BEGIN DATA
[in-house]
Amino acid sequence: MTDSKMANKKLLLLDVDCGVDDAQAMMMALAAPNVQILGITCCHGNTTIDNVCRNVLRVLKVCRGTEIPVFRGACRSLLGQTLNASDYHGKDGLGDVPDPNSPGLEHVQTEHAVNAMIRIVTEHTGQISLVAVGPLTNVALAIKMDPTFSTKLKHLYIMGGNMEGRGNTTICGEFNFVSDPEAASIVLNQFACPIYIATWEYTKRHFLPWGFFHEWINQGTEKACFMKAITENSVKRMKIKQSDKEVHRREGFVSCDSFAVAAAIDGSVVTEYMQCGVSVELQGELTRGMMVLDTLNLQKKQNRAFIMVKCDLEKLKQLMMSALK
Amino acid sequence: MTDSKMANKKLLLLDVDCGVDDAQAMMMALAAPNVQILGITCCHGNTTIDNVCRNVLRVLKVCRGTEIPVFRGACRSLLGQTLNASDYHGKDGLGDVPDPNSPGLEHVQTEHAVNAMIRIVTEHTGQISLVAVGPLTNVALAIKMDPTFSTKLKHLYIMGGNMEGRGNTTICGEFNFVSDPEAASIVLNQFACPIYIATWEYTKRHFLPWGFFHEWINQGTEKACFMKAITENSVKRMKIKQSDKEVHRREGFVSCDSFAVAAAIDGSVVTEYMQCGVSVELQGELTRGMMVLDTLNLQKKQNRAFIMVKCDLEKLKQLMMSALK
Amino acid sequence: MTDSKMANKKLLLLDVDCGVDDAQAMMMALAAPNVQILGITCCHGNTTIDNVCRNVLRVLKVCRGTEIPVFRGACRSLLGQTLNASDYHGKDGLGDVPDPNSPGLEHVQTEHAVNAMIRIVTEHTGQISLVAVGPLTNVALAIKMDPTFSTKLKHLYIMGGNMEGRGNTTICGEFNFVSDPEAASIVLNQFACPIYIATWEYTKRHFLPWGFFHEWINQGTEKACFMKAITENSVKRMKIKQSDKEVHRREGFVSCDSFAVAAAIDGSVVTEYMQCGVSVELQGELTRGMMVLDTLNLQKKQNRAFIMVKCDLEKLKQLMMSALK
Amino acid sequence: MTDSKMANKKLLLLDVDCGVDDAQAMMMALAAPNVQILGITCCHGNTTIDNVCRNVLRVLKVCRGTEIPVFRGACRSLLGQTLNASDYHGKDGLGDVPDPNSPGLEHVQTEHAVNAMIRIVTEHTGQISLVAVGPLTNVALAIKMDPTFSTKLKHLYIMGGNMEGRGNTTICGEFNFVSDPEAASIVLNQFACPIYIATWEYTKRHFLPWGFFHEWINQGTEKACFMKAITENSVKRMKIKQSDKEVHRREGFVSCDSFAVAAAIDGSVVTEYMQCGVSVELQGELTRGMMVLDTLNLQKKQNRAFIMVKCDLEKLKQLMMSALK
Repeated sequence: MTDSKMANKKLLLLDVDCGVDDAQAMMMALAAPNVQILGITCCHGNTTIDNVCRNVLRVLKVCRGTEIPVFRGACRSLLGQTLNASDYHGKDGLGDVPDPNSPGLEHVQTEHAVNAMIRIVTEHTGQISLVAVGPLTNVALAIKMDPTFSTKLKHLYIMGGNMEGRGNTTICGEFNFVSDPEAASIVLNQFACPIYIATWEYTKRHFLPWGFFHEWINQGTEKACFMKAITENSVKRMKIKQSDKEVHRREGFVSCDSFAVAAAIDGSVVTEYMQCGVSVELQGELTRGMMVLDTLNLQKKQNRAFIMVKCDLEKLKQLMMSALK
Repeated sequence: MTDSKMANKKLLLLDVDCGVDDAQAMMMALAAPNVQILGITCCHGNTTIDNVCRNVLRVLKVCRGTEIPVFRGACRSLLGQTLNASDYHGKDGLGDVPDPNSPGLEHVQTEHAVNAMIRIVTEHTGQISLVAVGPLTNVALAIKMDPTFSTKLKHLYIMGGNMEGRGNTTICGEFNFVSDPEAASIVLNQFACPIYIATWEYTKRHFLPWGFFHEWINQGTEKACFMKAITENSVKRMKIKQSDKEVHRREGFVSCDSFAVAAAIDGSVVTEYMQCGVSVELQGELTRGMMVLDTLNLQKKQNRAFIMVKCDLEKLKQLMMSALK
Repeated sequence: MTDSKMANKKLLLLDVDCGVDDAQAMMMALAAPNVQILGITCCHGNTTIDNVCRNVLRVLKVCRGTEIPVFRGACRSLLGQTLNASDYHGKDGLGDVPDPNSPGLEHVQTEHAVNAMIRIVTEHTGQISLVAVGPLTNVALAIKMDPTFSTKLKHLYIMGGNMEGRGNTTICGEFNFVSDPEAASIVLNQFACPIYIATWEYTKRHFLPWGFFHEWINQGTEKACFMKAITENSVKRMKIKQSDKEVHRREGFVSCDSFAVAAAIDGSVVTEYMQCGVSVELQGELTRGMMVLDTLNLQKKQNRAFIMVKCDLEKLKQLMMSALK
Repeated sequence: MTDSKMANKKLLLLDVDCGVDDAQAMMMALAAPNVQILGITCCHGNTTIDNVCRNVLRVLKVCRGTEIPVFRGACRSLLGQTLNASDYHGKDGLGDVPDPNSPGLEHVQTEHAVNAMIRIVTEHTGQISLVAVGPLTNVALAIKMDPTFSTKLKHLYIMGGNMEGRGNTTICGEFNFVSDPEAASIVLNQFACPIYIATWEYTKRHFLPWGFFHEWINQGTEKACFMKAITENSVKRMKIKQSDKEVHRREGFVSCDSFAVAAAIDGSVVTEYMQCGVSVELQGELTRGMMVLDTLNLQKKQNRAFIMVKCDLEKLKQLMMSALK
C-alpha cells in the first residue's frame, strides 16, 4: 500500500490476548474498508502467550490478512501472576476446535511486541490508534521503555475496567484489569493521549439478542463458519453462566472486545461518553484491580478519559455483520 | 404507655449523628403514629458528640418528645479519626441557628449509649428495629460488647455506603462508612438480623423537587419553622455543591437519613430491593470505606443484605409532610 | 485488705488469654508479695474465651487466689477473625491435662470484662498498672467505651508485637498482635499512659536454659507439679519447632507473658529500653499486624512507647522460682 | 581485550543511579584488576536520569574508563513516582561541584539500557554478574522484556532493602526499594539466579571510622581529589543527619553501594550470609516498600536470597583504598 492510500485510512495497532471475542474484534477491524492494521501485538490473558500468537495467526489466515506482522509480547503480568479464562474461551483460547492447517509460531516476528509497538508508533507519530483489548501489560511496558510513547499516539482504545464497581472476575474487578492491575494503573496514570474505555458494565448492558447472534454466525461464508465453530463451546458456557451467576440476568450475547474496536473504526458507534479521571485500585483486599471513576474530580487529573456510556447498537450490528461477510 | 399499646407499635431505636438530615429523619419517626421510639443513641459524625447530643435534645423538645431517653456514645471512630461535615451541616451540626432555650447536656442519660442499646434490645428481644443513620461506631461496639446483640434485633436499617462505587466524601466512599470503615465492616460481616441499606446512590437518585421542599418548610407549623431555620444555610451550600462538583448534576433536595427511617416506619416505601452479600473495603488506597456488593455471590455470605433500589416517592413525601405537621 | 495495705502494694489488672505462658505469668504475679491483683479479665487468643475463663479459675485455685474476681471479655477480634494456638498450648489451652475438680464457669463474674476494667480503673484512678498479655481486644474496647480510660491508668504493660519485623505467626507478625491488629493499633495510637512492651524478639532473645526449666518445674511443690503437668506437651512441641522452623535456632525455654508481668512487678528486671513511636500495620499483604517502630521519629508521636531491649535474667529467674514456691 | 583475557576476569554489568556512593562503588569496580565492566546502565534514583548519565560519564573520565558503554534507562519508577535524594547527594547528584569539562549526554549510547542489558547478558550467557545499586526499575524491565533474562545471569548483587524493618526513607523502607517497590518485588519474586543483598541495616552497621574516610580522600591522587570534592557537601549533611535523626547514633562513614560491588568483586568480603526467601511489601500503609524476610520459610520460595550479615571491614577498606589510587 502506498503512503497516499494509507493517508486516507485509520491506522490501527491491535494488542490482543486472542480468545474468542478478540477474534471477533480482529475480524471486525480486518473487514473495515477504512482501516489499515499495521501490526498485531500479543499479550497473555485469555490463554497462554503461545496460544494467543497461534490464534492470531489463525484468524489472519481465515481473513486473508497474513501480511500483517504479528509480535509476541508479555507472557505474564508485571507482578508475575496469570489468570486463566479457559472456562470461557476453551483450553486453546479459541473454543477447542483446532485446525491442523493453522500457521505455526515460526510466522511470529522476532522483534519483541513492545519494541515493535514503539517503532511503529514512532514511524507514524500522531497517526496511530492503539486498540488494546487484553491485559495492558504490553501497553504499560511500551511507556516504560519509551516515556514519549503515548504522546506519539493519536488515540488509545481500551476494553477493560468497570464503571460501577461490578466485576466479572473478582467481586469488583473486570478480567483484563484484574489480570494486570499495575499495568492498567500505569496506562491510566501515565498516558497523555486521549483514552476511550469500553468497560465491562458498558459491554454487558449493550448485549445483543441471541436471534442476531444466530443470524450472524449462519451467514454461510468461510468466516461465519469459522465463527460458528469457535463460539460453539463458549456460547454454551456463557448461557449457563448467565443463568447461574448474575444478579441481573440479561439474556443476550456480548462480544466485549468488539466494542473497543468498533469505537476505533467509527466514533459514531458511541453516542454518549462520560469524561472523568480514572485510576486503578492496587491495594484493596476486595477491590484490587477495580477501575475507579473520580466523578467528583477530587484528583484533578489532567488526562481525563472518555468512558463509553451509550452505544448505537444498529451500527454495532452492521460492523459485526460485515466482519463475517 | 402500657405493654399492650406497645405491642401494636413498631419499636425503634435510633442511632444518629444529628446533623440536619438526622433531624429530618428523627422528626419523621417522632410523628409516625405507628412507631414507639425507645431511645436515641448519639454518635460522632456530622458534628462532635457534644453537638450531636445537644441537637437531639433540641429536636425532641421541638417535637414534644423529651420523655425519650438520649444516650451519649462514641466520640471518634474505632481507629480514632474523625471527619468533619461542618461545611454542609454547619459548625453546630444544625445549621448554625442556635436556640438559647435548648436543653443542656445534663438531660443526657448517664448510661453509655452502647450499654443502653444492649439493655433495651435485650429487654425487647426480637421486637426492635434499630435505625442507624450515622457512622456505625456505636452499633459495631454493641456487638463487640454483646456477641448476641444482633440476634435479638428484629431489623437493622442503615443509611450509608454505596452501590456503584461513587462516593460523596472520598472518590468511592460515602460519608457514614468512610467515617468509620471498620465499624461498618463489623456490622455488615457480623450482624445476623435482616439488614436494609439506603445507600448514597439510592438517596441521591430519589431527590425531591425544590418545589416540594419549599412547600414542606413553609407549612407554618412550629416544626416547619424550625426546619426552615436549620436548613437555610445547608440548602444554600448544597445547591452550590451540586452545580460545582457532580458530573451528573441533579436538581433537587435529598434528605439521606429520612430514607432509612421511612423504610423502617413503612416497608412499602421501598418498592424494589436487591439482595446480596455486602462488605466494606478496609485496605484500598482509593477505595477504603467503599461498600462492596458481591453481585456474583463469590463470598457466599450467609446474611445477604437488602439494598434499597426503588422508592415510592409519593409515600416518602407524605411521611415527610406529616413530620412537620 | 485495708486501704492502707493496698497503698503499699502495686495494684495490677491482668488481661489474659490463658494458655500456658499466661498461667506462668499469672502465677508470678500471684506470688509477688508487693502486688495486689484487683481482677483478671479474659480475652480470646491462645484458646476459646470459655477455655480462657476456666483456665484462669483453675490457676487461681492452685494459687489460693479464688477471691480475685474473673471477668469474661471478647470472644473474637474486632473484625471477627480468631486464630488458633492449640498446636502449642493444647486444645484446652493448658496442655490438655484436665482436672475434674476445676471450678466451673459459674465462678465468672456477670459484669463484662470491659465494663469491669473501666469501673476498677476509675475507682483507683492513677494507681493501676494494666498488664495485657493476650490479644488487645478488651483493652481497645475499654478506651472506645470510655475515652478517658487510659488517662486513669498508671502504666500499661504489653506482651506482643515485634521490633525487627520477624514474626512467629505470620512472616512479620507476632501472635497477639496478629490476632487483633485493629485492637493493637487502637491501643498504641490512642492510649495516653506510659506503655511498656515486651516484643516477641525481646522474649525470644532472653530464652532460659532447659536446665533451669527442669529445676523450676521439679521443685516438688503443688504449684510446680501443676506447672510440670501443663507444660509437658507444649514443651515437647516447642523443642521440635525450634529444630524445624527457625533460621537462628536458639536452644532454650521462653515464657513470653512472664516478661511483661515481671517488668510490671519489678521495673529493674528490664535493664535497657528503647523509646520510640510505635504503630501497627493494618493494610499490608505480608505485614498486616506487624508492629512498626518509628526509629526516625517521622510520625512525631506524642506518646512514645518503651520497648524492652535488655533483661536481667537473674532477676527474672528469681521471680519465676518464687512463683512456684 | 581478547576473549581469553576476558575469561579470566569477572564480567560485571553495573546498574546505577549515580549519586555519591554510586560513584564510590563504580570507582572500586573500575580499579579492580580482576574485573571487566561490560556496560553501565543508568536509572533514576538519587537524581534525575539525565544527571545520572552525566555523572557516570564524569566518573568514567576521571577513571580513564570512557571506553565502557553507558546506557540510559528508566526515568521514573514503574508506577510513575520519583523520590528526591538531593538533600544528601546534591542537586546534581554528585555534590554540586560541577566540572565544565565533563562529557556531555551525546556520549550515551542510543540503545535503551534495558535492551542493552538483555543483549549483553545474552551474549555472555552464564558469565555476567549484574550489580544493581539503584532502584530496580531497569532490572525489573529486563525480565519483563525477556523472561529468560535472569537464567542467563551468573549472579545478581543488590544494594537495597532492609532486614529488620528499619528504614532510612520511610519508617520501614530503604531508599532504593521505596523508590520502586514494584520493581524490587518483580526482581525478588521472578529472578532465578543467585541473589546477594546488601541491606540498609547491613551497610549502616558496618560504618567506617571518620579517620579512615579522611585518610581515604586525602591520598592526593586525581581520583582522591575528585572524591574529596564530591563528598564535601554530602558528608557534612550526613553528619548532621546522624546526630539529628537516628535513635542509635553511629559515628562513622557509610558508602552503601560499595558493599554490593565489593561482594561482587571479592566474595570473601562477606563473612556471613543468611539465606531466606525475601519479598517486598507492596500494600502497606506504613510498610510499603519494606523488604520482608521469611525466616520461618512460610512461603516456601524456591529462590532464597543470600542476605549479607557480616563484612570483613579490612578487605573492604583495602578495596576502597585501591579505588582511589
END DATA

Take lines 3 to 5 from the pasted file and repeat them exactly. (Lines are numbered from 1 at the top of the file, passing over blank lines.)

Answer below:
Amino acid sequence: MTDSKMANKKLLLLDVDCGVDDAQAMMMALAAPNVQILGITCCHGNTTIDNVCRNVLRVLKVCRGTEIPVFRGACRSLLGQTLNASDYHGKDGLGDVPDPNSPGLEHVQTEHAVNAMIRIVTEHTGQISLVAVGPLTNVALAIKMDPTFSTKLKHLYIMGGNMEGRGNTTICGEFNFVSDPEAASIVLNQFACPIYIATWEYTKRHFLPWGFFHEWINQGTEKACFMKAITENSVKRMKIKQSDKEVHRREGFVSCDSFAVAAAIDGSVVTEYMQCGVSVELQGELTRGMMVLDTLNLQKKQNRAFIMVKCDLEKLKQLMMSALK
Amino acid sequence: MTDSKMANKKLLLLDVDCGVDDAQAMMMALAAPNVQILGITCCHGNTTIDNVCRNVLRVLKVCRGTEIPVFRGACRSLLGQTLNASDYHGKDGLGDVPDPNSPGLEHVQTEHAVNAMIRIVTEHTGQISLVAVGPLTNVALAIKMDPTFSTKLKHLYIMGGNMEGRGNTTICGEFNFVSDPEAASIVLNQFACPIYIATWEYTKRHFLPWGFFHEWINQGTEKACFMKAITENSVKRMKIKQSDKEVHRREGFVSCDSFAVAAAIDGSVVTEYMQCGVSVELQGELTRGMMVLDTLNLQKKQNRAFIMVKCDLEKLKQLMMSALK
Amino acid sequence: MTDSKMANKKLLLLDVDCGVDDAQAMMMALAAPNVQILGITCCHGNTTIDNVCRNVLRVLKVCRGTEIPVFRGACRSLLGQTLNASDYHGKDGLGDVPDPNSPGLEHVQTEHAVNAMIRIVTEHTGQISLVAVGPLTNVALAIKMDPTFSTKLKHLYIMGGNMEGRGNTTICGEFNFVSDPEAASIVLNQFACPIYIATWEYTKRHFLPWGFFHEWINQGTEKACFMKAITENSVKRMKIKQSDKEVHRREGFVSCDSFAVAAAIDGSVVTEYMQCGVSVELQGELTRGMMVLDTLNLQKKQNRAFIMVKCDLEKLKQLMMSALK